BAGHDAD - A suicide bomber driving a dynamite-laden truck yesterday destroyed a key bridge on a highway used by the departing US military, while separate attacks killed nine Iraqis, most of them security force members, police said.
No one else died in the blast that ruined the bridge outside the city of Ramadi, which is about 70 miles west of Baghdad, a local police officer said. The highway is used heavily by the US military to transport equipment out of the country. It is also a major roadway for civilian traffic.
The highway links Iraq to Syria and Jordan, where many Iraqis fled to escape sectarian violence.
Also yesterday, an attack on an Iraqi Army convoy just outside of the city of Fallujah killed four Iraqi soldiers and wounded 14, said a police officer in the city, which is about 40 miles west of Baghdad. Both officials spoke on condition of anonymity.
A US military spokesman in Iraq’s western Anbar Province, where both Ramadi and Fallujah are located, confirmed yesterday’s explosion on the highway bridge, which was close to two Iraqi military bases that host US troops in the area.
Lieutenant Colonel Curtis L. Hill would not say what effect its destruction might have on US military convoys transporting equipment out of Iraq to meet President Obama’s deadline for a complete pullout of combat troops by August 2010.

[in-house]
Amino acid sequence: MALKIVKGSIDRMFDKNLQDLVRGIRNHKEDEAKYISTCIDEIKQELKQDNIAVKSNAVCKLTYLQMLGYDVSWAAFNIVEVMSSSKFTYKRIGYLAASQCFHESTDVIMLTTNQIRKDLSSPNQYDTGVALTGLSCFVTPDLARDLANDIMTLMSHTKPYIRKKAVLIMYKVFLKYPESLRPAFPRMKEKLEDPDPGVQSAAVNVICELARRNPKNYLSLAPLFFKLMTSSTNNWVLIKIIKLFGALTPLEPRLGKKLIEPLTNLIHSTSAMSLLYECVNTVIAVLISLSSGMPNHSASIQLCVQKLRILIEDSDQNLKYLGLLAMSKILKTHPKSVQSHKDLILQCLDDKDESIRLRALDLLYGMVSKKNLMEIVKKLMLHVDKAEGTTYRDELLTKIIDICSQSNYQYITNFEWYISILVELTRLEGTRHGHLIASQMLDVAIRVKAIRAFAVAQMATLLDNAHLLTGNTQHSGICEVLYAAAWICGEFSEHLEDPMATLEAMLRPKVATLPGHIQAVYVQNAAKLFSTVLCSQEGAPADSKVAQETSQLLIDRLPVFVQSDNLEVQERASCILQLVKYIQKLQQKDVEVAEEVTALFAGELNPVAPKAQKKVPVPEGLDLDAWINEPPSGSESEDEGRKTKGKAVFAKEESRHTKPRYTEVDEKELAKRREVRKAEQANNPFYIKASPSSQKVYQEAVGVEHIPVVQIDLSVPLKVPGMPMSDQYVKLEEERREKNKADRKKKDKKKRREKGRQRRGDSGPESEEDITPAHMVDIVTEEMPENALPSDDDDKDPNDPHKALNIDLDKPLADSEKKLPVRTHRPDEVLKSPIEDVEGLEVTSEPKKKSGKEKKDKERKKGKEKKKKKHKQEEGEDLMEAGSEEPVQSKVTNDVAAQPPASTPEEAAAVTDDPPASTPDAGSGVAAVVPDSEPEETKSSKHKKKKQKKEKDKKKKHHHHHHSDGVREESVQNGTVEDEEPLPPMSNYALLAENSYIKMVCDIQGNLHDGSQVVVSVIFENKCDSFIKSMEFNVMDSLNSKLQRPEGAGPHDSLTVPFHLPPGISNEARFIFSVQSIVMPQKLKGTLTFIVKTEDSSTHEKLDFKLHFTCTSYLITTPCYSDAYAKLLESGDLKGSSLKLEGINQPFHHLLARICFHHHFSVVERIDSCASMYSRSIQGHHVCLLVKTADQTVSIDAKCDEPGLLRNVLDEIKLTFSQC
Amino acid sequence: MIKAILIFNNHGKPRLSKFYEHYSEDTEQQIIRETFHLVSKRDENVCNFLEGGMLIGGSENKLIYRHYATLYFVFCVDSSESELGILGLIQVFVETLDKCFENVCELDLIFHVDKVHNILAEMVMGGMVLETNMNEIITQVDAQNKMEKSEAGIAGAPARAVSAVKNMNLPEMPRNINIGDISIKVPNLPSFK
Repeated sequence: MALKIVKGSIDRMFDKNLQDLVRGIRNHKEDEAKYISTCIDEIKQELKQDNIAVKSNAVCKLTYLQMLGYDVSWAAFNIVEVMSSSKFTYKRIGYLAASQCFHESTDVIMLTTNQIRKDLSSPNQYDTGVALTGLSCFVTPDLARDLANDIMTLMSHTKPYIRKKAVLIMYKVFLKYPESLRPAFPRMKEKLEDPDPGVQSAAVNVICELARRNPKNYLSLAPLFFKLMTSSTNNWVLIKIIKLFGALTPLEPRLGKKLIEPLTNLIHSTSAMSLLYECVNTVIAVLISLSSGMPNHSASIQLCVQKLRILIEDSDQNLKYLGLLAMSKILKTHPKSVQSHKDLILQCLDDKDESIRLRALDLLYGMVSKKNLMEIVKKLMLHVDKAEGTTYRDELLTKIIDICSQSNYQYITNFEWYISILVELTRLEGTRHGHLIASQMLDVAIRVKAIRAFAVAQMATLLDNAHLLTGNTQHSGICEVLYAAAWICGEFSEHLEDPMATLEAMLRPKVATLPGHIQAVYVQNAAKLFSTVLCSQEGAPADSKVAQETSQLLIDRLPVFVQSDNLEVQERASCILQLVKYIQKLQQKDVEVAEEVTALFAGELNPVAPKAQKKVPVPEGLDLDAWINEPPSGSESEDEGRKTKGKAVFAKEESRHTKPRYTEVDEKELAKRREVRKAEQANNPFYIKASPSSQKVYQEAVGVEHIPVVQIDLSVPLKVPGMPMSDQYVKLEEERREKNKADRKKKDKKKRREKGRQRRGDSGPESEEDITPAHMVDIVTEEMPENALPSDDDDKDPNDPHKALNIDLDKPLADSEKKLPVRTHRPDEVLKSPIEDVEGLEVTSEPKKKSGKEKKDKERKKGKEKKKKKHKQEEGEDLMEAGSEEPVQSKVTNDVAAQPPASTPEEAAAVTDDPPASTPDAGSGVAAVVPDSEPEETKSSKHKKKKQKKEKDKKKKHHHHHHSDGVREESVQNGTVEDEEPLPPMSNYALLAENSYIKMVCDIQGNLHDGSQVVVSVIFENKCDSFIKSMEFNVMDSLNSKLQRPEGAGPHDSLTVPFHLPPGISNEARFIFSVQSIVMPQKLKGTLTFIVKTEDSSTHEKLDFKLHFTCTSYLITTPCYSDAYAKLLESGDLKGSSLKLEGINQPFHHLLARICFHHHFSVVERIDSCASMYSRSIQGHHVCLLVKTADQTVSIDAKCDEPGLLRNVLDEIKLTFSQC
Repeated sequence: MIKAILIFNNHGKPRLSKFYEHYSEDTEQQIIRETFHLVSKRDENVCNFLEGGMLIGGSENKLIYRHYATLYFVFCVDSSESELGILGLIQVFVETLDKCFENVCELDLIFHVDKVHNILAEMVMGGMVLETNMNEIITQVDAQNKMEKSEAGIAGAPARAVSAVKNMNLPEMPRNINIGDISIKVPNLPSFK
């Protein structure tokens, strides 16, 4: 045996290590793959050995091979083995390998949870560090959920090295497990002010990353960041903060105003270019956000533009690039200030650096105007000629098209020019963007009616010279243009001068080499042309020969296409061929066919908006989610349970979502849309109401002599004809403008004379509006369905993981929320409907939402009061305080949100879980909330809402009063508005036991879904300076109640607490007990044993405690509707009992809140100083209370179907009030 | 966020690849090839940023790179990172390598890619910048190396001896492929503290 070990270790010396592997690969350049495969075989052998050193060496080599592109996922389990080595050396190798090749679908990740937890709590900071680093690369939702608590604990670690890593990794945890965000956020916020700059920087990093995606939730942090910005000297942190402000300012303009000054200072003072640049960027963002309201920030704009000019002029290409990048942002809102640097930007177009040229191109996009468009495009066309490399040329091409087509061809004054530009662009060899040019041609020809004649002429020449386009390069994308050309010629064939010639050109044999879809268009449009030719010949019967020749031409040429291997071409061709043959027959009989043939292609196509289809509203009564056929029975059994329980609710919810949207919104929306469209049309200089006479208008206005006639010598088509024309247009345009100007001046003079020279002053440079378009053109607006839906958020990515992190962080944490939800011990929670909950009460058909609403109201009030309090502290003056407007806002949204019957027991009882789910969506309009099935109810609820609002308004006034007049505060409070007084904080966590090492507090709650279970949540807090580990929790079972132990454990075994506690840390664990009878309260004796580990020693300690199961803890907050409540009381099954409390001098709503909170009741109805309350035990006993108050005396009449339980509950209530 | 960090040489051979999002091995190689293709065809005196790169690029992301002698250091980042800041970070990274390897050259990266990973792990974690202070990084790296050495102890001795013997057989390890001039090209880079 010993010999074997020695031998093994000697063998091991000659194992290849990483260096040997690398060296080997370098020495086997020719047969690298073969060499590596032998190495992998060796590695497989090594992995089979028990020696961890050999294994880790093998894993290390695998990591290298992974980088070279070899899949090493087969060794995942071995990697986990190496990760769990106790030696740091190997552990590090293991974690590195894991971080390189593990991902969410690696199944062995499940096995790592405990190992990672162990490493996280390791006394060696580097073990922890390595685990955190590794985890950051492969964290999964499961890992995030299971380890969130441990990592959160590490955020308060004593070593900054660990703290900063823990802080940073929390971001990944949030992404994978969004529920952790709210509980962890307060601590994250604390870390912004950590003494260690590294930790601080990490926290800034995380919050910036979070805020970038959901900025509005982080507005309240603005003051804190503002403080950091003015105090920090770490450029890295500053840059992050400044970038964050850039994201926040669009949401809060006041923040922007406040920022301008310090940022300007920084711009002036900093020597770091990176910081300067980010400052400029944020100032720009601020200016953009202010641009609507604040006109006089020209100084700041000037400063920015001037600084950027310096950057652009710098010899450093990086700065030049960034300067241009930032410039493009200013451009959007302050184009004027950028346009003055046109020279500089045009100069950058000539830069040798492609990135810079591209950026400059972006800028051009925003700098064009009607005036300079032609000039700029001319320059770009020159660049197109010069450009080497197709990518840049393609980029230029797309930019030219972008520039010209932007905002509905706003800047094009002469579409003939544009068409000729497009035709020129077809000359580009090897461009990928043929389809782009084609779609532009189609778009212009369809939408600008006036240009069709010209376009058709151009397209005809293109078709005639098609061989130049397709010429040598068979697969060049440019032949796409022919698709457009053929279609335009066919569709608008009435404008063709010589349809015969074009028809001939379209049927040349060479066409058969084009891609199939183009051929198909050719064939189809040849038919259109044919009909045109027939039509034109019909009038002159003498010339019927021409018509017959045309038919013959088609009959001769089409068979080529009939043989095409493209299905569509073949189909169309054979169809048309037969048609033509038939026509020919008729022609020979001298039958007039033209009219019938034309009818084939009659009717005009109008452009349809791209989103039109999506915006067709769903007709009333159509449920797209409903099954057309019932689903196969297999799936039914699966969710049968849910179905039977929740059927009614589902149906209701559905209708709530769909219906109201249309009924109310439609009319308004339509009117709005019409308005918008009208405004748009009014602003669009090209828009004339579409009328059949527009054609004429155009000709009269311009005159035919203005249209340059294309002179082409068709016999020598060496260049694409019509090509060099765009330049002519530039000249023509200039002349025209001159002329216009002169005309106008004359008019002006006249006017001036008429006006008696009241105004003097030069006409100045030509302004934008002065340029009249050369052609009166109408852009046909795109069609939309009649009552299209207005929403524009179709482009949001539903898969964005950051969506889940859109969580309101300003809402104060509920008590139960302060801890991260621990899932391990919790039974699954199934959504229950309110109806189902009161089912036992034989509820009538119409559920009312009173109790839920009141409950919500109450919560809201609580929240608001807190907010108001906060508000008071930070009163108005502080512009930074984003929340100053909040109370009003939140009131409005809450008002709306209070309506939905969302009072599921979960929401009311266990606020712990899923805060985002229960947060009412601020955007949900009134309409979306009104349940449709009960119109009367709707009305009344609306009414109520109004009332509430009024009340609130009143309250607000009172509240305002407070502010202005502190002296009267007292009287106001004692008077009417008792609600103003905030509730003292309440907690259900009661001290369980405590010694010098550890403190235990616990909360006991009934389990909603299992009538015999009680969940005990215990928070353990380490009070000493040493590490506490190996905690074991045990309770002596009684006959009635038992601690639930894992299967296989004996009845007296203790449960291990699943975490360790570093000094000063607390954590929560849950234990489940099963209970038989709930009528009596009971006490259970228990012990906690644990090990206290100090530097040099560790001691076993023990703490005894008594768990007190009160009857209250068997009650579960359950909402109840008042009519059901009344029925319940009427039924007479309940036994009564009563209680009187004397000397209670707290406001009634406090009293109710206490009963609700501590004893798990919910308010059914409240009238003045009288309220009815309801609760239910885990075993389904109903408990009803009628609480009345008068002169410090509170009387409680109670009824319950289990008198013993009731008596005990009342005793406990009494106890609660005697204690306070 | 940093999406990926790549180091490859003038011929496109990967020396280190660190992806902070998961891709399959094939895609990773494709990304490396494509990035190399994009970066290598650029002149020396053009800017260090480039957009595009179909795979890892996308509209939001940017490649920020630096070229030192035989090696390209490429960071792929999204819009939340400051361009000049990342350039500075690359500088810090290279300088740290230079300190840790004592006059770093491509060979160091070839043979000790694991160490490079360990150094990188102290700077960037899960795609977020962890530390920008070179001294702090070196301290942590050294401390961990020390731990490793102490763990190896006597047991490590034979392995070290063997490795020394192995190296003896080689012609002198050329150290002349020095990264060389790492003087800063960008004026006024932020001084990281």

The Anbar provincial police commander, Major General Tariq Yousif Mohammed, said he believes the blast was aimed at Iraqis.
Western Anbar Province was once a hotbed of Iraq’s Sunni-dominated insurgency and the scene of some of the most intense US fighting with militants. Violence subsided significantly after local tribes decided to align themselves with US forces instead of Al Qaeda. But attacks have not been halted entirely.
Violence also continued in northern Iraq yesterday. Attackers threw hand grenades at an Iraqi Army patrol near Kirkuk, killing two civilians and wounding two others, a police official said. In Mosul, two police officers and one civilian were killed in three unrelated incidents.
Meanwhile, Britain’s Home office said only 10 of about 40 Iraqis who failed to get asylum in the United Kingdom and were sent back to Iraq were allowed to remain in the country after landing in Baghdad yesterday.
An official at Baghdad airport denied Britain’s claim that Iraq denied entry to some of the deportees, saying the roughly 30 passengers who returned to the UK were minority Kurds who were too afraid to remain in Iraq.